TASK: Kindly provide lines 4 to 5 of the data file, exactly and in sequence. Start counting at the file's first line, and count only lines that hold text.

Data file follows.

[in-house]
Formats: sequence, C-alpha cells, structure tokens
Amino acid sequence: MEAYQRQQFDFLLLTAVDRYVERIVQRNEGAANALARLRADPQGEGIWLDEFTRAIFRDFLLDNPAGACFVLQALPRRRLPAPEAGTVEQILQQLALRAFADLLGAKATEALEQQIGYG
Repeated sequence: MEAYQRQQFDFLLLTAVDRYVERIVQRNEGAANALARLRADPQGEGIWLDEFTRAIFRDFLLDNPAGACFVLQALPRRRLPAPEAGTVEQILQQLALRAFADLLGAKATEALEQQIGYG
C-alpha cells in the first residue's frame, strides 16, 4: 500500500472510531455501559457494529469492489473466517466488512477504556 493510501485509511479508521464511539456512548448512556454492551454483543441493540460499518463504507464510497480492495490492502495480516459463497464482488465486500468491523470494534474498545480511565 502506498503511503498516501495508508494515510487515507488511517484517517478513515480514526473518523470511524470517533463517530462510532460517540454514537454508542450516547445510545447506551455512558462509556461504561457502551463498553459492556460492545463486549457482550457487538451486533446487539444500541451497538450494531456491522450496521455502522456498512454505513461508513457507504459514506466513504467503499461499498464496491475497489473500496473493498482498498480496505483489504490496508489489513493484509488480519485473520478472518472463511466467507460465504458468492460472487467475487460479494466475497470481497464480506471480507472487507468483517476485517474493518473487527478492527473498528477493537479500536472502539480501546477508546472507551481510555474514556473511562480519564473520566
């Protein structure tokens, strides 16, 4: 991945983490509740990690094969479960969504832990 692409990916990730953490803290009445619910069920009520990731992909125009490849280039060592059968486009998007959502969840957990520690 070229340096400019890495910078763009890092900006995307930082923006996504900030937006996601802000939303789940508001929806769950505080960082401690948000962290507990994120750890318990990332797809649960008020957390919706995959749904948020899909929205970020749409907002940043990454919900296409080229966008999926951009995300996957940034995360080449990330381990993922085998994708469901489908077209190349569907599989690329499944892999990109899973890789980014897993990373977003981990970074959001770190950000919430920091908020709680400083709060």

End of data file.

Repeated sequence: MEAYQRQQFDFLLLTAVDRYVERIVQRNEGAANALARLRADPQGEGIWLDEFTRAIFRDFLLDNPAGACFVLQALPRRRLPAPEAGTVEQILQQLALRAFADLLGAKATEALEQQIGYG
C-alpha cells in the first residue's frame, strides 16, 4: 500500500472510531455501559457494529469492489473466517466488512477504556 493510501485509511479508521464511539456512548448512556454492551454483543441493540460499518463504507464510497480492495490492502495480516459463497464482488465486500468491523470494534474498545480511565 502506498503511503498516501495508508494515510487515507488511517484517517478513515480514526473518523470511524470517533463517530462510532460517540454514537454508542450516547445510545447506551455512558462509556461504561457502551463498553459492556460492545463486549457482550457487538451486533446487539444500541451497538450494531456491522450496521455502522456498512454505513461508513457507504459514506466513504467503499461499498464496491475497489473500496473493498482498498480496505483489504490496508489489513493484509488480519485473520478472518472463511466467507460465504458468492460472487467475487460479494466475497470481497464480506471480507472487507468483517476485517474493518473487527478492527473498528477493537479500536472502539480501546477508546472507551481510555474514556473511562480519564473520566